Jeremy is 9 years old and gets around in a wheelchair due to spina bifida, a condition that hampers spinal cord development. His Ecto-1 fits around his wheelchair and puts him at the wheel of the iconic phantasm-fighting machine.
When it comes to costumes, this is about as far from a bed-sheet ghost as you can get. The car replica has working lights and a speaker for playing the "Ghostbusters" theme music and siren. A fully loaded roof rack carries cannisters, a ladder, a satellite dish and a warning light. Everything is there, right down to the big red fins and logo on the side.
The completely custom costume took a month and a half worth of weekends to build. "There were so many challenging parts to this costume, which is part of the fun, but by far getting the curve of the body was the hardest part. We had a couple of failed attempts until we got it right," says Miller.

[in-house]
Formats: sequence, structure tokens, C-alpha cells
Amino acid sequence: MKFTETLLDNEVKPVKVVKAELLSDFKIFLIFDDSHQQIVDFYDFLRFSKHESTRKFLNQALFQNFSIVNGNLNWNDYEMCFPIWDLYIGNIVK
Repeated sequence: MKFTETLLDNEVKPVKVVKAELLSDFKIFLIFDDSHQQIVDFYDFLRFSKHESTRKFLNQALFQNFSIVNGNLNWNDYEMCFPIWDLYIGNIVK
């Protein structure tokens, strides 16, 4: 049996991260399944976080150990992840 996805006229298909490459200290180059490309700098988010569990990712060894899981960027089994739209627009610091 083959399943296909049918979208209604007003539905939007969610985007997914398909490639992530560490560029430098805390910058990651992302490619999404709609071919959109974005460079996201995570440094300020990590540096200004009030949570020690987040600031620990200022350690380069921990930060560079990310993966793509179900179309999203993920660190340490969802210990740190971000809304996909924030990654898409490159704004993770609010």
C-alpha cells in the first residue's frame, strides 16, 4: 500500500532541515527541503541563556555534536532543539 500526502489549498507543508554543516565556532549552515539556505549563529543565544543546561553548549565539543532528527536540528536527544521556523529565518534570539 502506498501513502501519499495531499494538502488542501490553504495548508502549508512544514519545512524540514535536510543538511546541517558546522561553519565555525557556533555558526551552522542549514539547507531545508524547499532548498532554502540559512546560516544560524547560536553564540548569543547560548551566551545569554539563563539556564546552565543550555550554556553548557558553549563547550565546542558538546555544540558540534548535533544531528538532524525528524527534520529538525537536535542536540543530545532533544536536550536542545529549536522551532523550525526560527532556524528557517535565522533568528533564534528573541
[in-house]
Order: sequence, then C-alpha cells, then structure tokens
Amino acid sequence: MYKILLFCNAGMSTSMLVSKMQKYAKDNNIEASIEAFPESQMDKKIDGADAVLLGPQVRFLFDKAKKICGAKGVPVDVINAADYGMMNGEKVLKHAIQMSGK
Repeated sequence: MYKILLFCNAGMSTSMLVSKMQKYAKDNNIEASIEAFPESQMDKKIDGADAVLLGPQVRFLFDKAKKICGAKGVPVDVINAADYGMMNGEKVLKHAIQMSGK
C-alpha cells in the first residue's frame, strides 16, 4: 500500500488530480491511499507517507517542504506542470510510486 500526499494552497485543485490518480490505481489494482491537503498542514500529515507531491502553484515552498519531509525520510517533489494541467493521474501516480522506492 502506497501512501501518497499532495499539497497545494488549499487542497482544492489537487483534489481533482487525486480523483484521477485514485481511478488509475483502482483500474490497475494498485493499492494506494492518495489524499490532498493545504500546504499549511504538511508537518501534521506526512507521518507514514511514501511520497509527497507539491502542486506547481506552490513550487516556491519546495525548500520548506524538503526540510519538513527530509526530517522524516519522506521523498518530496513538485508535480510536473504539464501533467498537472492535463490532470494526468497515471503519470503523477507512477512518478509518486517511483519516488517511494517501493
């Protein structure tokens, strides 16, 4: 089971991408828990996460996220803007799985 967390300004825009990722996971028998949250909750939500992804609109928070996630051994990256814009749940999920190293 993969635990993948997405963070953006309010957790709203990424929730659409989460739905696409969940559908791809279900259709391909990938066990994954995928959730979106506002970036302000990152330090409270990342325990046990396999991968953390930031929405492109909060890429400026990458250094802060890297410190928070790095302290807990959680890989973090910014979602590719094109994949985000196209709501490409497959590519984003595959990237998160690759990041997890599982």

Jeremy is a huge "Ghostbusters" fan. He's seen all three movies and watches the cartoon series, as well. Jeremy and his dad were thrilled to discover that the "Extreme Ghostbusters" animated series from 1997 features a paraplegic main character in a wheelchair.
Jeremy isn't just using the car for trick-or-treat transportation. He and his dad took the vehicle to the Rady Children's Hospital Halloween party in San Diego, California, after an invitation from the Children's Miracle Network, an organization dedicated to funding hospitals and medical research.
"It was nice to be able to bring some smiles to kids, because we know all too well how tough long hospital stays can be," says Miller.